|Aunt Jemima, the house slave)|
(I know it has been a while, but bear with me, there are simply some topics in Germany that I can't keep quiet about.)
About a year ago, I read The Little Witch to my son and there is a scene in which German children dress up as African Negroes for carnival. My son, five at the time, was shocked, confused and visibly hurt that it was considered amusing for children to dress up as Negroes.
I have written before about how my children have been confronted with depictions of black people as silly, something to laugh at and be set apart from the rest. And time and time again, I have been told that I have overreacted or I am simply being overly sensitive, or that I have tried to apply my American culture into a German context.
But a few weeks ago there was a brouhaha about a publisher taking outdated and offensive descriptions of black people out of that very book, The Little Witch. While I applauded the decision I am not surprised by the flurry of editorials that slammed it, labeling the decision political correctness having gone too far.
It reminds me of the same mentality I witnessed with the reoccuring "habit" of Germans showing up in blackface, defended by the "I didn't mean it to be offensive" narrative or the "It's not our history" distancing technique. Even after eleven years, I still can not understand Germany's self-imposed immunity from offensive behavior? How can such a quickly diversifying country still believe it is exempt from acknowledging the plight of others, whether or not it was within a German border?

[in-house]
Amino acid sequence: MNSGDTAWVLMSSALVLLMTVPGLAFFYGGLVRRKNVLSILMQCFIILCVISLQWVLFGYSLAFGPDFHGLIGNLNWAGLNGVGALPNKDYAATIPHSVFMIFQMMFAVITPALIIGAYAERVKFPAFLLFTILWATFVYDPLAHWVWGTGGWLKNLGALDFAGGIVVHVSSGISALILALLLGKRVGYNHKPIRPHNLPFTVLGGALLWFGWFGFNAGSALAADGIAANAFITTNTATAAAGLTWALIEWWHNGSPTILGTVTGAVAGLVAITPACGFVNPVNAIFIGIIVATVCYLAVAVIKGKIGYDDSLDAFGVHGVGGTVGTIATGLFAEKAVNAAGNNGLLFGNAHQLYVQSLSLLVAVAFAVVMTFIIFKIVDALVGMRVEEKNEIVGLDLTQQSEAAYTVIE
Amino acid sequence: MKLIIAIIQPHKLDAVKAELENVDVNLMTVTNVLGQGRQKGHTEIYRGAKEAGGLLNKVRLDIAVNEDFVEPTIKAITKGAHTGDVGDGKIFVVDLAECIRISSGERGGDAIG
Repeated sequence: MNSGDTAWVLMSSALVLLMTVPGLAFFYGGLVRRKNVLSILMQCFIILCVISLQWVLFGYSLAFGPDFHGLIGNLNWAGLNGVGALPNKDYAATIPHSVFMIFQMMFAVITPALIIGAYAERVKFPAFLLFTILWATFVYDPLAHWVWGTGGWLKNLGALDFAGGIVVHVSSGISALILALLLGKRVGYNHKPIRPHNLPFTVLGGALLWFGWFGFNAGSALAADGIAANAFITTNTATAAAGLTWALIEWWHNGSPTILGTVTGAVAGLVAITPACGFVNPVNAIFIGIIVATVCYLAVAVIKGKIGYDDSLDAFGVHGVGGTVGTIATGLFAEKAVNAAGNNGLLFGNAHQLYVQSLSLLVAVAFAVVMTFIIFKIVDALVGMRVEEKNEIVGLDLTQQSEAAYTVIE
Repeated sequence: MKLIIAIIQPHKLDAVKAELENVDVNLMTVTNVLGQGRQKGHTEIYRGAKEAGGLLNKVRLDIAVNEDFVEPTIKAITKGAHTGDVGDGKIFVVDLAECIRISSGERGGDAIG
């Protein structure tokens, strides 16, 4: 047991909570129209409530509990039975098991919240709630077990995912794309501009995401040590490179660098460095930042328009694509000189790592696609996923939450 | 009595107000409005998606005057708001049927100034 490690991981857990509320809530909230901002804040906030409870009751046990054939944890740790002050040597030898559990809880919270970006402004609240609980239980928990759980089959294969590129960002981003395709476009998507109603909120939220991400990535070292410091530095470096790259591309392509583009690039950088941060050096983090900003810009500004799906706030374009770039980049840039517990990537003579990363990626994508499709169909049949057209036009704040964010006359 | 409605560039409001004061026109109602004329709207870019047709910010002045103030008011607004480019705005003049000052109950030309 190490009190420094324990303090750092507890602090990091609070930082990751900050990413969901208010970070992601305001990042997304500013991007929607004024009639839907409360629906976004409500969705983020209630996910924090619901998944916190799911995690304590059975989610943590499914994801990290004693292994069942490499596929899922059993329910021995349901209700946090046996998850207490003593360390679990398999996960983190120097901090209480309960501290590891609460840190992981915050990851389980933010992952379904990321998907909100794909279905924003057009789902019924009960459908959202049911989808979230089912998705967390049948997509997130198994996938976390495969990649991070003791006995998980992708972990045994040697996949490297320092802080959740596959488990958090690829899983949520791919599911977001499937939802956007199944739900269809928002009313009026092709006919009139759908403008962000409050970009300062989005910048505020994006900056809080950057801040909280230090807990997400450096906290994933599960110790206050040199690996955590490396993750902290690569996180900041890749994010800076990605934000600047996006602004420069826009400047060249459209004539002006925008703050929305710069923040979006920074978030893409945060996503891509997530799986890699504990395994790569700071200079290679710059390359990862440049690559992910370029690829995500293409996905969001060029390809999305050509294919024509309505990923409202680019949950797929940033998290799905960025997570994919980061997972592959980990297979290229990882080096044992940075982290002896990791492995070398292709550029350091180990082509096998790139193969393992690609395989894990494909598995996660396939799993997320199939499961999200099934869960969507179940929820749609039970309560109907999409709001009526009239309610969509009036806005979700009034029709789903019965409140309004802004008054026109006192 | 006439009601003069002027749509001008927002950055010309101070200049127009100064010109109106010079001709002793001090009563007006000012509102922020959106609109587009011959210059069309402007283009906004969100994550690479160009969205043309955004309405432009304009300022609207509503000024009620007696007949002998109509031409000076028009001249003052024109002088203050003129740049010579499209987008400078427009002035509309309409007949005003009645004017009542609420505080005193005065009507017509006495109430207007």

No history of slavery? No excuse.
No real experience with colonialism? Also, no pass.
|Aunt Jemima's make-over as a modern black woman.|
I am always reminded in situations like these, about my book tour a few years ago. At every reading there was a person who felt obliged to ask, "But Germans are quite open minded, don't you think?" And I never had to say a word. There was invariably one white German parent who had adopted a black child or a person married to a black man or woman who said, "I never knew how bigoted my people were until I adopted a black child or dated a black man or woman".
Maybe it is easier to explain to a white German child, Oh that's how people were called back then. They made fun of black people, put them in cages and stared at them and they were slaves in some places and oh, some people don't treat them well. But that's all different now.
It is something else entirely when you have to explain to a black child that the Neger in the book, who is supposed to look like us, is an old depiction but not entirely unrelated to the way we have been unfairly treated, in real life.
For those intellectuals who say German literature has been compromised or that political correctness has gone too far I say, "Germany, welcome to the 21st century."